How to write a resume for working with severely disabled students

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How to write a resume for working with severely disabled students
Disabled children have unique needs. (Jupiterimages/Comstock/Getty Images)

In addition to being fulfilling, a career working with disabled students can potentially open up many opportunities in your life. Having experience with disabled students looks good for any aspiring teacher, social worker or child counsellor. Naturally, getting a job with disabled students requires a solid resume that indicates the kind of person who can cater to special needs. To write a good resume for working with severely disabled students, you must emphasise the relevant experience you have, which can include activities from volunteering to tutoring.

Skill level:
Moderately Challenging

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  1. 1

    Read over your current resume. Ask yourself whether this resume cites any experience relevant to work with disabled children. Relevant experience includes tutoring, volunteering with the handicapped, working as a caregiver or working at a daycamp for children with disabilities. Relevant education includes courses in education, physiotherapy (for kids with physical disabilities) and educational psychology.

  2. 2

    Write down experience you have that can be added to your resume. If you don't have any experience volunteering with disabled kids, think of the next best thing you have. Teenage jobs that involved babysitting or tutoring children will qualify, as they show some experience working with children and students. In the long run, you must get experience through volunteering with disabled students. However, if you do not have that experience yet, you can still apply for the job in which you are interested.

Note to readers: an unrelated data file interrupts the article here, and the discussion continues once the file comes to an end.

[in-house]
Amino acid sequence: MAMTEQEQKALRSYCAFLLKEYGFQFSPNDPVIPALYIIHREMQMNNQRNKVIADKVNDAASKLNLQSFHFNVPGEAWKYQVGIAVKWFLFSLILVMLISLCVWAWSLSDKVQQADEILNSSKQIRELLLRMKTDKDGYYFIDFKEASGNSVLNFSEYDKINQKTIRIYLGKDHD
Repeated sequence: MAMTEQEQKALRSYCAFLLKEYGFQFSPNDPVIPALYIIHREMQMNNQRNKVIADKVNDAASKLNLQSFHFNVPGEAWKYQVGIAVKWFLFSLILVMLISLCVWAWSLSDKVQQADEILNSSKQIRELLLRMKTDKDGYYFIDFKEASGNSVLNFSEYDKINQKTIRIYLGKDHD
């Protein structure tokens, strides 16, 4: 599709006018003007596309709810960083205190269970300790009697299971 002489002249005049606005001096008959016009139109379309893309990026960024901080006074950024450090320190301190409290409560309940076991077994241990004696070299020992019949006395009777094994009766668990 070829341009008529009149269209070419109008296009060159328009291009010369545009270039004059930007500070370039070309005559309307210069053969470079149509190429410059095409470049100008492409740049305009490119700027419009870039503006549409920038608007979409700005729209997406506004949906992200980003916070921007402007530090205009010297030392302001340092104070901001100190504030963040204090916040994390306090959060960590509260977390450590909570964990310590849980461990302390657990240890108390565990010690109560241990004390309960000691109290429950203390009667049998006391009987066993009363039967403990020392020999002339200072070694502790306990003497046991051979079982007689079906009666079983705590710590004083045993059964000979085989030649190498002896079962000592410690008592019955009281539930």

3. 3

    Write a page header with your name, address, telephone number and employment goal. Use your word processor's "alignment" feature to place this information in the centre of the top of the page. Click alignment. Click centred, and enter the relevant information. Press enter twice and return the alignment to left two pages down.

  4. 4

    Write your education history in chronological order. Create a section header titled "education" and underline it by hitting "Ctrl + U" on your keyboard. Enter each school you attended beneath this header, from most recent to first. For grade schools, simply enter school name, location and years attended. For colleges, universities and grad schools, also enter your major or concentration.

  5. 5

    Write your relevant work history. Use the same header and chronology format you used for the education section. However, for this section, do not include all information unless it is relevant. If you have held 10 jobs in your life, trim this section down. Include all positions where you worked with students or the disabled.

  6. 6

    Add any volunteer jobs you held in which you worked with students or disabled people. Use the same format you used for education and work experience.

  7. 7

    Include a reference list. Write three references out on a separate page. Include your contact information on the top of this page, aligned to the centre. Contact three people who have worked with you at jobs or volunteer gigs where you worked with children or the disabled. If they grant you permission to use them as a reference, write them on the volunteer list page. Include their name, company, position and contact information.

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